So there you have it.  I think on balance I got enough from the good books to make up for the bad bits, but next time I do this (if there is a next time!) I’m going to pay better attention to the blurbs and try and decode things a bit better. Also maybe stop reading the stuff I don’t like before it makes me ragey.  Three of these came from the library (hello again themes of my 2019 obsessions) but The Making of a Manager came from NetGalley.

Until Monday – Happy Reading!

book round-ups, reviews

My 2018 Obsessions – Revisited

Welcome to my annual revisit of last year’s obsessions to see what has endured – or not. You can find last year’s obsessions post here – and last year’s revisited post here.  Coming tomorrow is a look at this year’s newly acquired obsessions.

The Kinsey Milhone series by Sue Grafton

I still haven’t finished this series.  I love them – and I don’t want them to be over.  I’m slowly reading V for Vendetta – but trying to make it last because this really is a case where when it’s done, it’s done.  And I still haven’t found another series that does anything similar for me – I don’t like Katy Munger’s Casey Jones books anywhere near as much and I find it hard to work out what to search for when looking for similar books – Goodreads gives me Janet Evanovich (been there, read all those!), Dick Francis, a weird selection of older cozy crimes (mostly really quite hard to get even if they did appeal) and then books that have covers that look way too dark and violent for me.  Suggestions in the comments please – help a girl out.

The Charles Paris series by Simon Brett

I’ve finished this series off now and listened to all the radio dramatisations too.  I find Charles such an engagingly flawed hero.  He never really learns or changes and you know he’s going to drink too much and mess it up with his (estranged) wife again, but he’s just so charming while he does it – especially when voiced by Bill Nighy.  I’ve started on another of Brett’s series now – Mrs Pargitter, but I don’t like them quite as much so I’m reading them a little bit slower than I did these.  And again – this is another case where I struggle to find anything similar, because I don’t know what I’m searching for.  The Flaxborough series are a similar vintage, but not similarly funny (and I’ve read them all anyway) and they’re cozy crime, but they’re comedy cozy crime. Again – suggestions in the comments, I need some more light relief!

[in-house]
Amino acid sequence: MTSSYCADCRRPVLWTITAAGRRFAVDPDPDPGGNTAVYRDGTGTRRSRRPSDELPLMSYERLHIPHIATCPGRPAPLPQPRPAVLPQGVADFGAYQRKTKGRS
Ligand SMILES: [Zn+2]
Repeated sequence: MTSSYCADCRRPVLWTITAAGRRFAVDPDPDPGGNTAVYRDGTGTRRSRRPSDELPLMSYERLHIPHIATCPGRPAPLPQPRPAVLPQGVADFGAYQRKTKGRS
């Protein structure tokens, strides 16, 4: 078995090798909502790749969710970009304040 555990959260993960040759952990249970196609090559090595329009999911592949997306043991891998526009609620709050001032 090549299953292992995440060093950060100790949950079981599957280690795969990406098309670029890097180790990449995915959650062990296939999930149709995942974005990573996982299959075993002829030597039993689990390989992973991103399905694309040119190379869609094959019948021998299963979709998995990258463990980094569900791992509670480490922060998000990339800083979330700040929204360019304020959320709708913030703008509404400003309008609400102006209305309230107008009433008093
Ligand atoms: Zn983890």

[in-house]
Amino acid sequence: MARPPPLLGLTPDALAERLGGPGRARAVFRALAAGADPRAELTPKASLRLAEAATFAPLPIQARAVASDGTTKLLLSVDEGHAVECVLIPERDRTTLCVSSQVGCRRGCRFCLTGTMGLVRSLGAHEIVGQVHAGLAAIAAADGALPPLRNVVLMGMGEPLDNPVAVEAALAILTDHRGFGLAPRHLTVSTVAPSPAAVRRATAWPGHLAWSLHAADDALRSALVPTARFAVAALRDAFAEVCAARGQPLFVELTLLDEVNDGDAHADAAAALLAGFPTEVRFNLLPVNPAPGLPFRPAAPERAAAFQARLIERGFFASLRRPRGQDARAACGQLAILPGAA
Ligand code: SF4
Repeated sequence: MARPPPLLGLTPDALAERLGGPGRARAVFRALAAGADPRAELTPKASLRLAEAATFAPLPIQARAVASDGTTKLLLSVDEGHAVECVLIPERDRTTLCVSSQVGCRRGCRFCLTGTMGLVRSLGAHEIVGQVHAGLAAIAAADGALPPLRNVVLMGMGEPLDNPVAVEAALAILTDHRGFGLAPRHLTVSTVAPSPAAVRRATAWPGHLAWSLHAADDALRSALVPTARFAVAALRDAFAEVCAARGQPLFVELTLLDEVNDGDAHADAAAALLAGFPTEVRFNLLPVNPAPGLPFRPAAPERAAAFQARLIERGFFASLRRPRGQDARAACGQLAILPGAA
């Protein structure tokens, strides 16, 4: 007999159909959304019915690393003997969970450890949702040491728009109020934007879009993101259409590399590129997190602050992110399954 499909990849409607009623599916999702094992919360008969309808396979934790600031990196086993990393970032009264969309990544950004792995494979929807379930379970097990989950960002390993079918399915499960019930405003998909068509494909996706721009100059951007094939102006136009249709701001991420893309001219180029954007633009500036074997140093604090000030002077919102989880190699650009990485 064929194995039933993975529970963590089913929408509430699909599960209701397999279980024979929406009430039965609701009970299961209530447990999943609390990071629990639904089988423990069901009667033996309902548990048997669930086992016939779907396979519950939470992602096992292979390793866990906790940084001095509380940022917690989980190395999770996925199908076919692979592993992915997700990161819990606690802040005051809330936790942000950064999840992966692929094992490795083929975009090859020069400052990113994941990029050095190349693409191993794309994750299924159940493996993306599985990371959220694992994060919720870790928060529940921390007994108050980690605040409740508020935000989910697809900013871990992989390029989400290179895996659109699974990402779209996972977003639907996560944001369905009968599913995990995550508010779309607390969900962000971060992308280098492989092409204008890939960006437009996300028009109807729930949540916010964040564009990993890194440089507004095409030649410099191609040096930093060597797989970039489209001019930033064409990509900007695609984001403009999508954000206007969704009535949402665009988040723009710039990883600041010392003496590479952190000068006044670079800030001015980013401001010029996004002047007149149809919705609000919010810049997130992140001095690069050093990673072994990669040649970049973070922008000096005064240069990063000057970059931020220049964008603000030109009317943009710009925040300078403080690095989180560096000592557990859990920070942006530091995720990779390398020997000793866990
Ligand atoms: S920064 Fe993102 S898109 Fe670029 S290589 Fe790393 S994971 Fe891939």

Cat Sebastian

Well.  Having glommed on Cat Sebastian last year, all I could really do was read her new books – and I’ve done that.  I mentioned last year that her first “traditional” m/f romance was due out in 2019 but A Duke in Disguise was more than that – yes it’s the first book that she’s done with a “traditional” male/female pairing, but to reduce this book to that is to underplay what Sebastian is trying to do. This is a clever subversive romance which doesn’t focus on the world of the ton (although they do appear and the nobility plays a role) with feisty, smart, sexually experienced heroine and a neurodiverse, virgin hero. Total catnip right? I hope it’ll tempt readers who haven’t yet read Sebastian because they “don’t do” LGTBQI+ romances to try Sebastian’s work and see what they’re missing out on.  It made it into my favourites of the year so far in June – you’ll have to wait and see if it’s made the end of year list – but it really was a cracker.  I’ve tried to expand my romance reading into more authors writing LGTBQI+ stories this year because I liked her novels so much and it’s been great.